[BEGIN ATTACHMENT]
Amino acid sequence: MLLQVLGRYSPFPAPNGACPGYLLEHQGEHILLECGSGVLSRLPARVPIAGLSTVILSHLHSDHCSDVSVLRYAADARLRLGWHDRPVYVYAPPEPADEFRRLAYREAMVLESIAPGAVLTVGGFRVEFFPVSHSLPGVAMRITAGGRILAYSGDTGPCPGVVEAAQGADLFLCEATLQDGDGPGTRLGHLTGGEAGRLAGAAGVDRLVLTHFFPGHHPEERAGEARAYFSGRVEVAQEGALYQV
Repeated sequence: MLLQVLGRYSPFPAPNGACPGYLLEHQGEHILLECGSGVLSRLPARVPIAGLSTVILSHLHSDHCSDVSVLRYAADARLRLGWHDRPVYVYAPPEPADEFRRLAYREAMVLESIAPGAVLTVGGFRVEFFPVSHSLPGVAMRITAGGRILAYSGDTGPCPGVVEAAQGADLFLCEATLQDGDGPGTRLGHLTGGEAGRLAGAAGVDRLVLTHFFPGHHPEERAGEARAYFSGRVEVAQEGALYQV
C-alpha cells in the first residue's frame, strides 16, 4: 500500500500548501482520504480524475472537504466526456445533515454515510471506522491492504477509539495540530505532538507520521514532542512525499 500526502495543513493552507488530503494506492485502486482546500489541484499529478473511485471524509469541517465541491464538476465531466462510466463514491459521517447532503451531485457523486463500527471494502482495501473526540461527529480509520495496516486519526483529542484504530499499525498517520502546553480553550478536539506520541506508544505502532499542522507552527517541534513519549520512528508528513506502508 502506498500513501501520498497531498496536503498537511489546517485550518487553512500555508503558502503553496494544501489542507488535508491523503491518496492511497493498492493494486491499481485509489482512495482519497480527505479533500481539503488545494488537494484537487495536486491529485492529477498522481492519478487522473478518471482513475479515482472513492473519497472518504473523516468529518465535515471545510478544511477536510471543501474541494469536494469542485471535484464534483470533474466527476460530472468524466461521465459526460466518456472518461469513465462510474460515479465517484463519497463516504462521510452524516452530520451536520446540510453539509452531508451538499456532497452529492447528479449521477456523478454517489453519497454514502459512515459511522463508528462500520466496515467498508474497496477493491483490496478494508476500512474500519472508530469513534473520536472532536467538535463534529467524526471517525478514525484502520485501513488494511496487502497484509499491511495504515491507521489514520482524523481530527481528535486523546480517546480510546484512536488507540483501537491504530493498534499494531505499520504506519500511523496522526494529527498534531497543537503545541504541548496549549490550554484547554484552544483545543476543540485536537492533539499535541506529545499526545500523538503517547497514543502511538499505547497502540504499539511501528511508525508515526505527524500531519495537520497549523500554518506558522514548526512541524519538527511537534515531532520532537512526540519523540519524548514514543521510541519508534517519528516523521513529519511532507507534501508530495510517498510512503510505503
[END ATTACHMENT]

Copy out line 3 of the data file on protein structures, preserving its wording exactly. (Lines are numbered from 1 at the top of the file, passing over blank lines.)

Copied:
C-alpha cells in the first residue's frame, strides 16, 4: 500500500500548501482520504480524475472537504466526456445533515454515510471506522491492504477509539495540530505532538507520521514532542512525499 500526502495543513493552507488530503494506492485502486482546500489541484499529478473511485471524509469541517465541491464538476465531466462510466463514491459521517447532503451531485457523486463500527471494502482495501473526540461527529480509520495496516486519526483529542484504530499499525498517520502546553480553550478536539506520541506508544505502532499542522507552527517541534513519549520512528508528513506502508 502506498500513501501520498497531498496536503498537511489546517485550518487553512500555508503558502503553496494544501489542507488535508491523503491518496492511497493498492493494486491499481485509489482512495482519497480527505479533500481539503488545494488537494484537487495536486491529485492529477498522481492519478487522473478518471482513475479515482472513492473519497472518504473523516468529518465535515471545510478544511477536510471543501474541494469536494469542485471535484464534483470533474466527476460530472468524466461521465459526460466518456472518461469513465462510474460515479465517484463519497463516504462521510452524516452530520451536520446540510453539509452531508451538499456532497452529492447528479449521477456523478454517489453519497454514502459512515459511522463508528462500520466496515467498508474497496477493491483490496478494508476500512474500519472508530469513534473520536472532536467538535463534529467524526471517525478514525484502520485501513488494511496487502497484509499491511495504515491507521489514520482524523481530527481528535486523546480517546480510546484512536488507540483501537491504530493498534499494531505499520504506519500511523496522526494529527498534531497543537503545541504541548496549549490550554484547554484552544483545543476543540485536537492533539499535541506529545499526545500523538503517547497514543502511538499505547497502540504499539511501528511508525508515526505527524500531519495537520497549523500554518506558522514548526512541524519538527511537534515531532520532537512526540519523540519524548514514543521510541519508534517519528516523521513529519511532507507534501508530495510517498510512503510505503